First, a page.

Obama Asia Visit Raises New Questions

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Inter Press Service

Obama Asia Visit Raises New Questions

by
Kalinga Seneviratne

President Barack Obama and President Benigno S. Aquino III inspect the honor guard during an arrival ceremony at the Malacañang Palace in Manila, Philippines, April 28, 2014. (Official White House Photo by Chuck Kennedy)

SINGAPORE - U.S. President Barack Obama’s week-long visit to Asia was meant to reassure allies in the region of American support and re-engagement. But it raised Chinese hackles and failed to dispel doubts over his administration’s ‘pivot to Asia’ strategy.

During his visit to Japan, South Korea, Malaysia and the Philippines Apr. 23-29, Obama repeatedly asserted that the key to prosperity in Asia lay in China playing by the rules, rather than bending them to suit its own interests.

His final stop was in Manila, traditionally a staunch U.S. ally that has an ongoing dispute with China over islands in the South China Sea. The Philippines and the U.S. signed an Agreement on Enhanced Defence Cooperation (AEDC) that will allow the U.S. to redeploy military forces in the islands for the first time in over two decades.

“What we see is Washington’s ‘exhibitionist syndrome’, that is, the imperative it feels to ‘show the flag’ to its allies and to China, and to do so in an inexpensive way, with no rent to the host country.”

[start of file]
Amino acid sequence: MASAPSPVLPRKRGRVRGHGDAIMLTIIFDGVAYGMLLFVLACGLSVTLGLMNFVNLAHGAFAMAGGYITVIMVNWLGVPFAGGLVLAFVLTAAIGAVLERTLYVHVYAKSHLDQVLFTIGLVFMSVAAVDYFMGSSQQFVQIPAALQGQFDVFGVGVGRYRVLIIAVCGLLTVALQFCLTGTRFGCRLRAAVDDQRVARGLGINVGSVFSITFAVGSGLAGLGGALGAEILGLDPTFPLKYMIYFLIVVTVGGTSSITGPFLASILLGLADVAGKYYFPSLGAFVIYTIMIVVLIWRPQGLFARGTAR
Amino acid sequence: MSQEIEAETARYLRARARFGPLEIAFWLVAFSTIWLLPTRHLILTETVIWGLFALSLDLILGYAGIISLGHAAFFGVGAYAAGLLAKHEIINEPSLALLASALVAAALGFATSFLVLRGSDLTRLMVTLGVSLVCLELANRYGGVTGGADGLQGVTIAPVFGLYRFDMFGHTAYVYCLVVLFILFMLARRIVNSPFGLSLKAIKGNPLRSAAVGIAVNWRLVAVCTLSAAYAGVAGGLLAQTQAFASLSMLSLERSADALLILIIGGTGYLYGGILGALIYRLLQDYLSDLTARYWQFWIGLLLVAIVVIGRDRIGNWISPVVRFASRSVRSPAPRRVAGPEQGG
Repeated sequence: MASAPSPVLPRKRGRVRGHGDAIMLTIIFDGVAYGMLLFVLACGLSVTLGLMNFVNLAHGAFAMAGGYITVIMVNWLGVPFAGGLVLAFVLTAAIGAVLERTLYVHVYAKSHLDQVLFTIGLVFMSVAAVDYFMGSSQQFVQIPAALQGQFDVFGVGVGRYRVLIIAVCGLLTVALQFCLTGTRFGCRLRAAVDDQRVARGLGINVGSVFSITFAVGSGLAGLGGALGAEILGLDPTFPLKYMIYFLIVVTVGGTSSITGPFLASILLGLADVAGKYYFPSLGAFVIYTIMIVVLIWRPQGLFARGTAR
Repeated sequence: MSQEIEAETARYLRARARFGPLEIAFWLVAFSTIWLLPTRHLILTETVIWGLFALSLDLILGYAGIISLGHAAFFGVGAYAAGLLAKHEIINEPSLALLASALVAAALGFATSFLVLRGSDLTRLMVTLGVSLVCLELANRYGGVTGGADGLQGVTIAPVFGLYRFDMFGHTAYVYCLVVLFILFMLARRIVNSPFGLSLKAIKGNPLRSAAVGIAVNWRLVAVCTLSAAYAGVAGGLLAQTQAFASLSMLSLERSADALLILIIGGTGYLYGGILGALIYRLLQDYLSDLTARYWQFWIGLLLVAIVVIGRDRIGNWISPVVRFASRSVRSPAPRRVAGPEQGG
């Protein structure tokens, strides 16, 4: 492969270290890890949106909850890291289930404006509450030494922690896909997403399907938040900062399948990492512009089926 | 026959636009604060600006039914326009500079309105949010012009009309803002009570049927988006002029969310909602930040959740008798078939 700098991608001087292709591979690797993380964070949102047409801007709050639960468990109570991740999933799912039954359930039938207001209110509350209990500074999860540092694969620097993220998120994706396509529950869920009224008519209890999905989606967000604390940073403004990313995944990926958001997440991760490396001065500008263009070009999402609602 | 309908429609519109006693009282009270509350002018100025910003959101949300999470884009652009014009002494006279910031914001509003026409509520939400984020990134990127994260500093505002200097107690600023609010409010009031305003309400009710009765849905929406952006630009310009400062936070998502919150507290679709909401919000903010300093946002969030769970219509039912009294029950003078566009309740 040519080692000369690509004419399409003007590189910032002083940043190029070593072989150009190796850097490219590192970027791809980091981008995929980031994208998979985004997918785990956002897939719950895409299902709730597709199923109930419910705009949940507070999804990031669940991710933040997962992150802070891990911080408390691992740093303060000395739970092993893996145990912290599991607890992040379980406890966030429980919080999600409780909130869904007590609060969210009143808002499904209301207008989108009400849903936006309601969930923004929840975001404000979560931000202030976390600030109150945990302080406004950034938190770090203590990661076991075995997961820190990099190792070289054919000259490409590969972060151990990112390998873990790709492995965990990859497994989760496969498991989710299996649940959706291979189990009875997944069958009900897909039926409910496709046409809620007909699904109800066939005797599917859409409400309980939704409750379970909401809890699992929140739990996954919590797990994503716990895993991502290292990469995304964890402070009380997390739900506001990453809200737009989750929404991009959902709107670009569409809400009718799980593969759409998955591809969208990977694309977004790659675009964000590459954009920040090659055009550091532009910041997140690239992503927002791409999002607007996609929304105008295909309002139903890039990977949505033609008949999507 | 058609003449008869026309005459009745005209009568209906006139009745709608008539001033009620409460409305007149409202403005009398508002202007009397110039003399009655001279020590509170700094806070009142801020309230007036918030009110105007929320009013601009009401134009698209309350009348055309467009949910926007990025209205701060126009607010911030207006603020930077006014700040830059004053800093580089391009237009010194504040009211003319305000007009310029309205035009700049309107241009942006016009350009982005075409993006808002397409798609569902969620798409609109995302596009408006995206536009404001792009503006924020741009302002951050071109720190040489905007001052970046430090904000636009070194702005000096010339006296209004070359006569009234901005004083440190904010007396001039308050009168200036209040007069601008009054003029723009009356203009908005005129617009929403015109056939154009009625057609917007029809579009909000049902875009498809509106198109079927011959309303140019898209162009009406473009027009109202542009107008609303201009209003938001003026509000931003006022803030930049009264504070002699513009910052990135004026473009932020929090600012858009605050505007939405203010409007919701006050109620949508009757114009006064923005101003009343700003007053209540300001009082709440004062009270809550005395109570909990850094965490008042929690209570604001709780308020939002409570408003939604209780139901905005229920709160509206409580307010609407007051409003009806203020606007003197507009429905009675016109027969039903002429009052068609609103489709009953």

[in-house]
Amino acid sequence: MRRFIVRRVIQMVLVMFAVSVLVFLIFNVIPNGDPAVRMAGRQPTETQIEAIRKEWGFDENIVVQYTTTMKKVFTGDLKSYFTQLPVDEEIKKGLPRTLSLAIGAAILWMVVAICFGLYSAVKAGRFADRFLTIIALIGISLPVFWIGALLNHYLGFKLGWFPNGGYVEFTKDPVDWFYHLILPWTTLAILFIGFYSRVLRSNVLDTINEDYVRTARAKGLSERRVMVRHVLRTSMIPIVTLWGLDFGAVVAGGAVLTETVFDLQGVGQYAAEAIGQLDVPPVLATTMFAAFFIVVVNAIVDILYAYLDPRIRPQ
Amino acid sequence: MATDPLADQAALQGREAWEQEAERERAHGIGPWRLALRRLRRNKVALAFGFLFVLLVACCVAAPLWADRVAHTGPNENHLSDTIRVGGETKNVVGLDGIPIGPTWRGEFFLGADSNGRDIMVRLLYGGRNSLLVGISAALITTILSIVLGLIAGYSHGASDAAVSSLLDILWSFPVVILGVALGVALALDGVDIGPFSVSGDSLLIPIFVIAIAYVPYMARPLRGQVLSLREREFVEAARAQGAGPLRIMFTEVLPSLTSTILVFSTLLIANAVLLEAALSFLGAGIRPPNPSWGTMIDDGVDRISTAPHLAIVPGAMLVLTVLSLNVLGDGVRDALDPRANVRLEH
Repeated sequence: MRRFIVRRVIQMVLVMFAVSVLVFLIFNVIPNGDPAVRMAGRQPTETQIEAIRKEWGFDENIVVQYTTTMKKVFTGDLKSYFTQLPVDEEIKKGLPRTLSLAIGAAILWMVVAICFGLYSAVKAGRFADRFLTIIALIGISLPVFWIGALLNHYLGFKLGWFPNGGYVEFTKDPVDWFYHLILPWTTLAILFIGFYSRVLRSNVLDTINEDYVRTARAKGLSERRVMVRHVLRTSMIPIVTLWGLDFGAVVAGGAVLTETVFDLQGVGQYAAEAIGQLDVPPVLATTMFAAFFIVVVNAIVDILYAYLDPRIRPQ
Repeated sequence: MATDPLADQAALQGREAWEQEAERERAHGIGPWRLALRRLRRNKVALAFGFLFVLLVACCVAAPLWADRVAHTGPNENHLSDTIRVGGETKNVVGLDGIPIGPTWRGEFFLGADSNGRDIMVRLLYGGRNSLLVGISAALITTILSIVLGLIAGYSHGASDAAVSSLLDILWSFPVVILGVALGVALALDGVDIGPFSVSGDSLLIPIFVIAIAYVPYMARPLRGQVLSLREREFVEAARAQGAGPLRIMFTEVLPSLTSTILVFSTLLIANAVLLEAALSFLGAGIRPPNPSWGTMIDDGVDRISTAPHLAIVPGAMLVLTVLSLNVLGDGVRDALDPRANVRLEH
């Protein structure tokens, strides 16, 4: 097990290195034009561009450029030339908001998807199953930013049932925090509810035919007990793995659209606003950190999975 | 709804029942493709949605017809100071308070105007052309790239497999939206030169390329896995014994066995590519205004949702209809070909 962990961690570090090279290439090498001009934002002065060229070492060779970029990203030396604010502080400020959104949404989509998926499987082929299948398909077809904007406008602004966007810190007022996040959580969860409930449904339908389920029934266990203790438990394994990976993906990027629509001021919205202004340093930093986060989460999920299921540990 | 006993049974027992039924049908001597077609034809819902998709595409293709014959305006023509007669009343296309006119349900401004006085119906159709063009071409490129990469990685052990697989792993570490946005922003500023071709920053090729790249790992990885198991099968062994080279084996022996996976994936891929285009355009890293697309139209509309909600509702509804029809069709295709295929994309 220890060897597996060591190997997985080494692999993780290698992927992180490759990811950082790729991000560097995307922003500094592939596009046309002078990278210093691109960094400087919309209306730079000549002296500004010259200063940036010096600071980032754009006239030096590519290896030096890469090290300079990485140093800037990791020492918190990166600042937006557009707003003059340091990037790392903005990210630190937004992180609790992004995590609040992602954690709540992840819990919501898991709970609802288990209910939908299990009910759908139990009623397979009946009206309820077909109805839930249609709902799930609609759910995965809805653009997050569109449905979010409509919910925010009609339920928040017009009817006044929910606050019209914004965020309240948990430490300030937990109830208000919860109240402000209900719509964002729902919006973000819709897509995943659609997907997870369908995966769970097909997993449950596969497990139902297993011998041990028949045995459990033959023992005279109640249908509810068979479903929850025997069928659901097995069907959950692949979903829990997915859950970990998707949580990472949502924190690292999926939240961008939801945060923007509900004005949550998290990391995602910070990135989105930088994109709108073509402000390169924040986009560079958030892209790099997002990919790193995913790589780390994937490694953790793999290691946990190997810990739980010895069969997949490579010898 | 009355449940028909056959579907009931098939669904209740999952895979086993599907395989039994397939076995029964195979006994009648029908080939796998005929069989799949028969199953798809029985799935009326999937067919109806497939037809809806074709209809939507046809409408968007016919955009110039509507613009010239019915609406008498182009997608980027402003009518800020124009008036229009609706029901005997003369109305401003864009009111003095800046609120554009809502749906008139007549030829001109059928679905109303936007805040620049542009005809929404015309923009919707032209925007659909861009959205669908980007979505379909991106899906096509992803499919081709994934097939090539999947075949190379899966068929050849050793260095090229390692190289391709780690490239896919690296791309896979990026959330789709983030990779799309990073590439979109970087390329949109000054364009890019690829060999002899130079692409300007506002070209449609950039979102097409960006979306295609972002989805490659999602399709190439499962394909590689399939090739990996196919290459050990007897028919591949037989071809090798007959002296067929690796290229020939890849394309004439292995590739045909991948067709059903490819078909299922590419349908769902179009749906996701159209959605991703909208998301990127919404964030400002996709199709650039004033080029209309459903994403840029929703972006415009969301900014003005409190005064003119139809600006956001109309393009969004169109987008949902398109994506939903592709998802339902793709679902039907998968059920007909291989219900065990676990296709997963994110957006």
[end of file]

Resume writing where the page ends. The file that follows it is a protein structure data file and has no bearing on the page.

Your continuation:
- Walden Bello
“Our territorial conflicts with China are the reason for this new agreement,” noted Walden Bello, a member of parliament writing in the Philippines Daily Inquirer. “AEDC is the mechanism that will make the Chinese respect our rights to Scarborough Shoal, the nine islands and reefs we claim in the Spratly Islands, our continental shelf and our 200 Mile Exclusive Economic Zone. The truth of the matter, however, is that the deal will do no such thing.”

Bello, a long-term critic of U.S. policy in the region, argues, “What we see is Washington’s ‘exhibitionist syndrome’, that is, the imperative it feels to ‘show the flag’ to its allies and to China, and to do so in an inexpensive way, with no rent to the host country.”

Obama said in a speech at the Philippines Army headquarters in Manila that nations and peoples have the right to live in security and peace and have their sovereignty and territorial integrity respected. “We believe that international law must be upheld, that freedom of navigation must be preserved and commerce must not be impeded,” he said.

Critics say such comments have drawn further skepticism in the region because what Obama is preaching is not practiced by his own nation – as the history of American foreign policy in the past two decades clearly shows. China has also latched on to such arguments to claim that it is the U.S. rather than China that is trying to destabilize the region.

“Obama’s rhetoric about peace and international law sounds hollow because it contradicts what Washington and (he) himself have been up to,” said the state-controlled China Daily in an editorial on Apr. 29, adding “it is now clear that Washington is no longer bothering to conceal its attempt to contain China’s influence in the region. It is even less convincing to say the U.S. pivot to the Asia-Pacific is not targeted against China.”

Announced in January 2012, the Obama administration’s ‘pivot to Asia’ strategy is a multi-dimensional one that includes improving bilateral relationships in the region, especially with its traditional allies; deepening working relationships with emerging powers, including China; and promoting trade and investment in the Asia-Pacific region.